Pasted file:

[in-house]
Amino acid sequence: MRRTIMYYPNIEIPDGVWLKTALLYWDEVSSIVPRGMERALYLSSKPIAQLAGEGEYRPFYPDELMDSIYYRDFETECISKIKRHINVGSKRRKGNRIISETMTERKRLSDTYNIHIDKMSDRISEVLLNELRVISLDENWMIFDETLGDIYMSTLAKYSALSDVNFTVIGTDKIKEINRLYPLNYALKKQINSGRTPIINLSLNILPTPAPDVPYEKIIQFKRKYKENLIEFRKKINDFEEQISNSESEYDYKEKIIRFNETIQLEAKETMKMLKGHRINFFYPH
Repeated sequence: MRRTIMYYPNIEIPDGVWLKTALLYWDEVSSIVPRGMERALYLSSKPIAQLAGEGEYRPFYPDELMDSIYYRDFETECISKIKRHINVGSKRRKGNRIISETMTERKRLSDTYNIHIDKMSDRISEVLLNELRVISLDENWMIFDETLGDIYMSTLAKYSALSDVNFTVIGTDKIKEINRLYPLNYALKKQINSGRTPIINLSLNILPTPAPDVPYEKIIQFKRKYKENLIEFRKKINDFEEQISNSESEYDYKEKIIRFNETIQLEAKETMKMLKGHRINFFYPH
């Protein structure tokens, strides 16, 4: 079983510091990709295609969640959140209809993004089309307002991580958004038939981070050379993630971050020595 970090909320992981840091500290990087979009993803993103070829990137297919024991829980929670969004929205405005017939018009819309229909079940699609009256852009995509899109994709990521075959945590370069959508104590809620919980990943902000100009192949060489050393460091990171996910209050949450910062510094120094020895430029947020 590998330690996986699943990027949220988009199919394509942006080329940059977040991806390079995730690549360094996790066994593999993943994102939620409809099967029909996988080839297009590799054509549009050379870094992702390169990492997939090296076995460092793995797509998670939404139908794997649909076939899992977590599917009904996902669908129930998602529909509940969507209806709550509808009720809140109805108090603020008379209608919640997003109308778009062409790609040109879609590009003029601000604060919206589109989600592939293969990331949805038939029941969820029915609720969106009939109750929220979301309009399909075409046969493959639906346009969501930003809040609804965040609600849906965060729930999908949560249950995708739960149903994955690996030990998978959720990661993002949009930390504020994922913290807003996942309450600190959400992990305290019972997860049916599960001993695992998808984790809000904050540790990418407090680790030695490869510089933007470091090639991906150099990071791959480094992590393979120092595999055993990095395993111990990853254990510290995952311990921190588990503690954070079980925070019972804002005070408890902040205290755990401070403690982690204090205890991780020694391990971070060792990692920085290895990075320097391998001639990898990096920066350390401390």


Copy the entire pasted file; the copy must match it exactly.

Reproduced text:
[in-house]
Amino acid sequence: MRRTIMYYPNIEIPDGVWLKTALLYWDEVSSIVPRGMERALYLSSKPIAQLAGEGEYRPFYPDELMDSIYYRDFETECISKIKRHINVGSKRRKGNRIISETMTERKRLSDTYNIHIDKMSDRISEVLLNELRVISLDENWMIFDETLGDIYMSTLAKYSALSDVNFTVIGTDKIKEINRLYPLNYALKKQINSGRTPIINLSLNILPTPAPDVPYEKIIQFKRKYKENLIEFRKKINDFEEQISNSESEYDYKEKIIRFNETIQLEAKETMKMLKGHRINFFYPH
Repeated sequence: MRRTIMYYPNIEIPDGVWLKTALLYWDEVSSIVPRGMERALYLSSKPIAQLAGEGEYRPFYPDELMDSIYYRDFETECISKIKRHINVGSKRRKGNRIISETMTERKRLSDTYNIHIDKMSDRISEVLLNELRVISLDENWMIFDETLGDIYMSTLAKYSALSDVNFTVIGTDKIKEINRLYPLNYALKKQINSGRTPIINLSLNILPTPAPDVPYEKIIQFKRKYKENLIEFRKKINDFEEQISNSESEYDYKEKIIRFNETIQLEAKETMKMLKGHRINFFYPH
């Protein structure tokens, strides 16, 4: 079983510091990709295609969640959140209809993004089309307002991580958004038939981070050379993630971050020595 970090909320992981840091500290990087979009993803993103070829990137297919024991829980929670969004929205405005017939018009819309229909079940699609009256852009995509899109994709990521075959945590370069959508104590809620919980990943902000100009192949060489050393460091990171996910209050949450910062510094120094020895430029947020 590998330690996986699943990027949220988009199919394509942006080329940059977040991806390079995730690549360094996790066994593999993943994102939620409809099967029909996988080839297009590799054509549009050379870094992702390169990492997939090296076995460092793995797509998670939404139908794997649909076939899992977590599917009904996902669908129930998602529909509940969507209806709550509808009720809140109805108090603020008379209608919640997003109308778009062409790609040109879609590009003029601000604060919206589109989600592939293969990331949805038939029941969820029915609720969106009939109750929220979301309009399909075409046969493959639906346009969501930003809040609804965040609600849906965060729930999908949560249950995708739960149903994955690996030990998978959720990661993002949009930390504020994922913290807003996942309450600190959400992990305290019972997860049916599960001993695992998808984790809000904050540790990418407090680790030695490869510089933007470091090639991906150099990071791959480094992590393979120092595999055993990095395993111990990853254990510290995952311990921190588990503690954070079980925070019972804002005070408890902040205290755990401070403690982690204090205890991780020694391990971070060792990692920085290895990075320097391998001639990898990096920066350390401390």